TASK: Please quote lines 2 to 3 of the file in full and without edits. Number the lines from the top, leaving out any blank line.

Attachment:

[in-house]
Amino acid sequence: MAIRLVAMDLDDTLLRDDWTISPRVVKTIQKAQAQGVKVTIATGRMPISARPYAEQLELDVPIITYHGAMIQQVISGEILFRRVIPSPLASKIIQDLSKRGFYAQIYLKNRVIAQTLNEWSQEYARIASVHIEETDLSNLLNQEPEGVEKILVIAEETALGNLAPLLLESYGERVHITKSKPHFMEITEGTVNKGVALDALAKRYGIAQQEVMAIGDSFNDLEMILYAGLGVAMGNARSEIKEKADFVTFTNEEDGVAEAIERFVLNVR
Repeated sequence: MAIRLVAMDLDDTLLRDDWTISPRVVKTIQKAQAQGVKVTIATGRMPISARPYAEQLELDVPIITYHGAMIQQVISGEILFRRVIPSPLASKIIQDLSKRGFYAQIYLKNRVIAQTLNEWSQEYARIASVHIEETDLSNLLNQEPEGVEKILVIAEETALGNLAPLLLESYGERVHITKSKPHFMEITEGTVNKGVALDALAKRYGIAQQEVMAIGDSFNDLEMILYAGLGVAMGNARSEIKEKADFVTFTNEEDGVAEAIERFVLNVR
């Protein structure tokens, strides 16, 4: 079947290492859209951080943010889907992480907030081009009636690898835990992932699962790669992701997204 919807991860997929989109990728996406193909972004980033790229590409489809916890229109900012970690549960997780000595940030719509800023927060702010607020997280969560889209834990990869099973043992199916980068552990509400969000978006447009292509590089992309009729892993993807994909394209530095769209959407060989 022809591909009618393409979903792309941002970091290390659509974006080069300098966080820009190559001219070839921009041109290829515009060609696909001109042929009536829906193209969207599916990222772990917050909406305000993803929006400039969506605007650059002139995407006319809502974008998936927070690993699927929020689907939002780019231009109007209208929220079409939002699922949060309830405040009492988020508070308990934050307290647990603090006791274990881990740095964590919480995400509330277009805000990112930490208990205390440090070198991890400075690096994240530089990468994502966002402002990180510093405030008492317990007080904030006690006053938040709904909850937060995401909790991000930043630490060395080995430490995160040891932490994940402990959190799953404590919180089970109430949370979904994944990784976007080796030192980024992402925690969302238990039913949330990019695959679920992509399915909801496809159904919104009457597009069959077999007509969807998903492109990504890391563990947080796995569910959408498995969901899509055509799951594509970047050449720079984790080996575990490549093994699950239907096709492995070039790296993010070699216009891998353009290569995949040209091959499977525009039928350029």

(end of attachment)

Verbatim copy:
Amino acid sequence: MAIRLVAMDLDDTLLRDDWTISPRVVKTIQKAQAQGVKVTIATGRMPISARPYAEQLELDVPIITYHGAMIQQVISGEILFRRVIPSPLASKIIQDLSKRGFYAQIYLKNRVIAQTLNEWSQEYARIASVHIEETDLSNLLNQEPEGVEKILVIAEETALGNLAPLLLESYGERVHITKSKPHFMEITEGTVNKGVALDALAKRYGIAQQEVMAIGDSFNDLEMILYAGLGVAMGNARSEIKEKADFVTFTNEEDGVAEAIERFVLNVR
Repeated sequence: MAIRLVAMDLDDTLLRDDWTISPRVVKTIQKAQAQGVKVTIATGRMPISARPYAEQLELDVPIITYHGAMIQQVISGEILFRRVIPSPLASKIIQDLSKRGFYAQIYLKNRVIAQTLNEWSQEYARIASVHIEETDLSNLLNQEPEGVEKILVIAEETALGNLAPLLLESYGERVHITKSKPHFMEITEGTVNKGVALDALAKRYGIAQQEVMAIGDSFNDLEMILYAGLGVAMGNARSEIKEKADFVTFTNEEDGVAEAIERFVLNVR